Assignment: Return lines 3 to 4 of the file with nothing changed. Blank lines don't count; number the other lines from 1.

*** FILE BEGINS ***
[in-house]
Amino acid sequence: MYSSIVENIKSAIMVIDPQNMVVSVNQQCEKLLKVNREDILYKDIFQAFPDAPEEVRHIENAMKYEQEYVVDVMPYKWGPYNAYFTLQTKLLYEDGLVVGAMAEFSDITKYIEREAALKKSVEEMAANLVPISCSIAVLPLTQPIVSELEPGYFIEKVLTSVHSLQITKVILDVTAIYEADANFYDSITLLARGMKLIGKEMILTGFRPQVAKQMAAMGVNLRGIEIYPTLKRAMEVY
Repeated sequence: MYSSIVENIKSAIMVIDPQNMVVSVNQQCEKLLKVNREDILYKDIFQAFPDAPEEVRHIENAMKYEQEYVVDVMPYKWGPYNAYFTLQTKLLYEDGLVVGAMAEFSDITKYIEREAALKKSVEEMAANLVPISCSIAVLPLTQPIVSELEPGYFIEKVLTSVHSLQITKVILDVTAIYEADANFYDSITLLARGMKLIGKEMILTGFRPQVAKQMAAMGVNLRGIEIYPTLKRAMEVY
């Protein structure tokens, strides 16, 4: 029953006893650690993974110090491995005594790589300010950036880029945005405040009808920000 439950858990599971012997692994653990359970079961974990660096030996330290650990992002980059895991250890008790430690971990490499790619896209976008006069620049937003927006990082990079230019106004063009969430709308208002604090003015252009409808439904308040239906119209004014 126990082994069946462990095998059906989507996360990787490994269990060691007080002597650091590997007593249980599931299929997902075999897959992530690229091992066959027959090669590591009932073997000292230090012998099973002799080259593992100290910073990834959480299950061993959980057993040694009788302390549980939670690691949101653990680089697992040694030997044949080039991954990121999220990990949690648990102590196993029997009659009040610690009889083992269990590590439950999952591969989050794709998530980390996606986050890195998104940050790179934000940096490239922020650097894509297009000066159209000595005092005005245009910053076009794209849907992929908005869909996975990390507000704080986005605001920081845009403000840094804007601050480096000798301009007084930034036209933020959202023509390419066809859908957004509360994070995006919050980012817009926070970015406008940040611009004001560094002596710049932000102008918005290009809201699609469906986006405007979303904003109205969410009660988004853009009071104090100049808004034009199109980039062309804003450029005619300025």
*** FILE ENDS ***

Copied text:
Repeated sequence: MYSSIVENIKSAIMVIDPQNMVVSVNQQCEKLLKVNREDILYKDIFQAFPDAPEEVRHIENAMKYEQEYVVDVMPYKWGPYNAYFTLQTKLLYEDGLVVGAMAEFSDITKYIEREAALKKSVEEMAANLVPISCSIAVLPLTQPIVSELEPGYFIEKVLTSVHSLQITKVILDVTAIYEADANFYDSITLLARGMKLIGKEMILTGFRPQVAKQMAAMGVNLRGIEIYPTLKRAMEVY
């Protein structure tokens, strides 16, 4: 029953006893650690993974110090491995005594790589300010950036880029945005405040009808920000 439950858990599971012997692994653990359970079961974990660096030996330290650990992002980059895991250890008790430690971990490499790619896209976008006069620049937003927006990082990079230019106004063009969430709308208002604090003015252009409808439904308040239906119209004014 126990082994069946462990095998059906989507996360990787490994269990060691007080002597650091590997007593249980599931299929997902075999897959992530690229091992066959027959090669590591009932073997000292230090012998099973002799080259593992100290910073990834959480299950061993959980057993040694009788302390549980939670690691949101653990680089697992040694030997044949080039991954990121999220990990949690648990102590196993029997009659009040610690009889083992269990590590439950999952591969989050794709998530980390996606986050890195998104940050790179934000940096490239922020650097894509297009000066159209000595005092005005245009910053076009794209849907992929908005869909996975990390507000704080986005605001920081845009403000840094804007601050480096000798301009007084930034036209933020959202023509390419066809859908957004509360994070995006919050980012817009926070970015406008940040611009004001560094002596710049932000102008918005290009809201699609469906986006405007979303904003109205969410009660988004853009009071104090100049808004034009199109980039062309804003450029005619300025």